Firstly, let’s talk about science. We have this notion on CG that suddenly we should say, “Oh, there’s objective truth. We can arrive at it and there’s some point at which the discussion needs to stop.” We can see historic examples of societies that have embraced the objectivity of science. You know eugenics used to be a thing, thinking about making the efficiency of society and that there’s some objective optimization problem that we’re trying to solve. We say the problem there is, that if you look at people that work in sciences, you see that they got caught up in their ideas and paradigms and believe that there are objective overalls and those are societies that are trying to maximize something overall that they do not question. We see that it is important to have an intellectual humility that comes to a degree that says, ‘Look, we have cognitive limitations and limitations of capacity that are shaped by our perceptions, emotions, and past histories due to which we constantly need to question whether what we are doing is correct.’ Note, this is not to say that science should disintegrate and everything goes. Our argument is not about the Relativism of truth, instead, it is about skepticism and humility when we arrive at this truth. Specifically, what we mean is that, once we are checking this against our biases we can expand things in terms of science and not arrive at radical solutions.
Look at sciences that have embraced it with physics, theories of things that are plausible with biology moving to things that think about different mechanisms that might work and how different perceptions might come into place because that enriches the knowledge that we have. But note that science can only be democratized, inclusive, and serve society once we accept that there is no objective reality to begin with. This is the significant advancement from the 1950s our societies have achieved from science that was objective in some sense to the one that is democratized that comes from the critiques of feminism or post-modernism that acknowledge the shortcomings of people that think closely in the terms of optimization problems.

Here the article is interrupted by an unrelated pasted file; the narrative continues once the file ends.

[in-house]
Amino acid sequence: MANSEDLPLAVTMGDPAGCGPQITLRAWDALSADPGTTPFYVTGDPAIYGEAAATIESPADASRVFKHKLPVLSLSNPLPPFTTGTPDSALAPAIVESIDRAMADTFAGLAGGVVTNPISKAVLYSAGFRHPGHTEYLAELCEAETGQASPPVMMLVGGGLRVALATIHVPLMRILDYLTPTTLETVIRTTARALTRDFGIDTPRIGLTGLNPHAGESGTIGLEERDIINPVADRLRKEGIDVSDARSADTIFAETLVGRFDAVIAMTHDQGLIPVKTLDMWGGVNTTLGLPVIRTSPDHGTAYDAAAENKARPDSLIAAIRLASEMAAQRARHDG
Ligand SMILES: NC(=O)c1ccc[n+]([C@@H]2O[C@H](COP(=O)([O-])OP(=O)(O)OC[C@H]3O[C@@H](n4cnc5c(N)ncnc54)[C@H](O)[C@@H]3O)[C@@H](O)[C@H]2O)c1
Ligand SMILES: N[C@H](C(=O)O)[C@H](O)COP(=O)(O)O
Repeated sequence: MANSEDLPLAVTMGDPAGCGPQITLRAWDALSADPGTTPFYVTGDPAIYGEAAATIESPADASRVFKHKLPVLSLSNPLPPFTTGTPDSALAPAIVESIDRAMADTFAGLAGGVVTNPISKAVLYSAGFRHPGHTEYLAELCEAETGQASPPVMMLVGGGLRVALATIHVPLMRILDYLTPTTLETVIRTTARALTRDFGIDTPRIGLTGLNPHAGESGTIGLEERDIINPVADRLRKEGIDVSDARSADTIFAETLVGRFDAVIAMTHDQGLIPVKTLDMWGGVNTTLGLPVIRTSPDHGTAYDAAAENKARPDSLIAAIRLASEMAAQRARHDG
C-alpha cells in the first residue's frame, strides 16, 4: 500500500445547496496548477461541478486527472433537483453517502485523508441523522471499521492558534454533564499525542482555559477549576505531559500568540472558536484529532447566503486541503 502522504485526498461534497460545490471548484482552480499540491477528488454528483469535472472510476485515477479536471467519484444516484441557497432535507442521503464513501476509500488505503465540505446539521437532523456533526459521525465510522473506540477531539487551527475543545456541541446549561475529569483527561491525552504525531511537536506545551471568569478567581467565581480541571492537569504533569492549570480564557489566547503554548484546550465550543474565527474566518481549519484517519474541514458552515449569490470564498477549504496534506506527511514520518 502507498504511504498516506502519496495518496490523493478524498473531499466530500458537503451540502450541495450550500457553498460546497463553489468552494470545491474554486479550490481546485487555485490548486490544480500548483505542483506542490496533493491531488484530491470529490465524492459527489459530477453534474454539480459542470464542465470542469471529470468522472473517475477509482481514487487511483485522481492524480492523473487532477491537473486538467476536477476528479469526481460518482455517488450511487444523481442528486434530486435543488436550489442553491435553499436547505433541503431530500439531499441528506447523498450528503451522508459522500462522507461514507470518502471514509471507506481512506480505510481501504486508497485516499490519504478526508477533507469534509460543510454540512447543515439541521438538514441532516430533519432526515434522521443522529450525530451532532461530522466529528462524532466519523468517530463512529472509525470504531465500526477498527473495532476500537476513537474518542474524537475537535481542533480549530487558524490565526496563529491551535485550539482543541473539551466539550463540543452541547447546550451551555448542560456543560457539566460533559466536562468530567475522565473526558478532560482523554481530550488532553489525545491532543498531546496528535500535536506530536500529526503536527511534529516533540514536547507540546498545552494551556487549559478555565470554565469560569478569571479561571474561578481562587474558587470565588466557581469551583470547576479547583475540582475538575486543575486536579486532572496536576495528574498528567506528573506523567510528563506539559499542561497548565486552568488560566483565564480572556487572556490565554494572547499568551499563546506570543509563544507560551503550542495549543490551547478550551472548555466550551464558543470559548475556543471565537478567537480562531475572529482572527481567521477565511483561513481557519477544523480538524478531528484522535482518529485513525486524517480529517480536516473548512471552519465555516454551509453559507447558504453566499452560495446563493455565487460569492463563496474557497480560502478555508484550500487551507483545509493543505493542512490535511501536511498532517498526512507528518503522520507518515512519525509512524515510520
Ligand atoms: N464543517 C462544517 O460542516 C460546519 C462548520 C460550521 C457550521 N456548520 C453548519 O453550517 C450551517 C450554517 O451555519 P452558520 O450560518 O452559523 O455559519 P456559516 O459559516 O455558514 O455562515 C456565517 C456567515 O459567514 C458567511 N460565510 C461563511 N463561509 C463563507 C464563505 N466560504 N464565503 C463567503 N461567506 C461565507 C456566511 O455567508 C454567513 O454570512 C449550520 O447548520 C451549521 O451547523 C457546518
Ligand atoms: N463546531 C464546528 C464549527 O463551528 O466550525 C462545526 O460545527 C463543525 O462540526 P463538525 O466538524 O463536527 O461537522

We say that it is about questioning the very premise and paradigm in which you operate, and only then can you arrive at a useful model. This is why science doesn’t disintegrate on our model. It is about embracing different kinds of models that approximate and investigate realities from different kinds of perspectives to arrive at some kind of ‘every solution that works for the most people possible.